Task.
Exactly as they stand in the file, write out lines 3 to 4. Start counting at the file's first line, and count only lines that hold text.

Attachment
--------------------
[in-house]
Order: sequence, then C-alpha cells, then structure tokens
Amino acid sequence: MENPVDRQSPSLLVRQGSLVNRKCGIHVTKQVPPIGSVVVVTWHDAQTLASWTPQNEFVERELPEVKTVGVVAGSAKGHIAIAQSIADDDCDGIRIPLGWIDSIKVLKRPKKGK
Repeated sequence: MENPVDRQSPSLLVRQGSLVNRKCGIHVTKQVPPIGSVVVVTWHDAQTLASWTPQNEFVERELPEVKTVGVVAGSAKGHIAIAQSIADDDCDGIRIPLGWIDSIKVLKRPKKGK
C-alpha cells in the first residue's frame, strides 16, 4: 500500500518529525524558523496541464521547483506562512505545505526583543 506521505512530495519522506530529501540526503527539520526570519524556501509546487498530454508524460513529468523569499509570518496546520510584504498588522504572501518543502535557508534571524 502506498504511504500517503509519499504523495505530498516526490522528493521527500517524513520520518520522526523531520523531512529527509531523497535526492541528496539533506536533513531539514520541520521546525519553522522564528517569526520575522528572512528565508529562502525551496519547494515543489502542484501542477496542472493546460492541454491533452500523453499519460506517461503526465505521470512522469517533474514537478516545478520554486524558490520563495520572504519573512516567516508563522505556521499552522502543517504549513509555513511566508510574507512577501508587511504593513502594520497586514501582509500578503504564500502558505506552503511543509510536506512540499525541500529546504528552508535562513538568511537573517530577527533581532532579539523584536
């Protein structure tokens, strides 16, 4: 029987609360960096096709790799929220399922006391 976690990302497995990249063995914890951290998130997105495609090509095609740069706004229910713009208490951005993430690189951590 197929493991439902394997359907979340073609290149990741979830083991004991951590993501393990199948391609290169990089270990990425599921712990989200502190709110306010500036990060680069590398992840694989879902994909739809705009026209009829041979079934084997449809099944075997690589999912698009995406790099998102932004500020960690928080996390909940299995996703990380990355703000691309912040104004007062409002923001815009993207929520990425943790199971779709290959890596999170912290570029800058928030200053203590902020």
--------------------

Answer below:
Amino acid sequence: MENPVDRQSPSLLVRQGSLVNRKCGIHVTKQVPPIGSVVVVTWHDAQTLASWTPQNEFVERELPEVKTVGVVAGSAKGHIAIAQSIADDDCDGIRIPLGWIDSIKVLKRPKKGK
Repeated sequence: MENPVDRQSPSLLVRQGSLVNRKCGIHVTKQVPPIGSVVVVTWHDAQTLASWTPQNEFVERELPEVKTVGVVAGSAKGHIAIAQSIADDDCDGIRIPLGWIDSIKVLKRPKKGK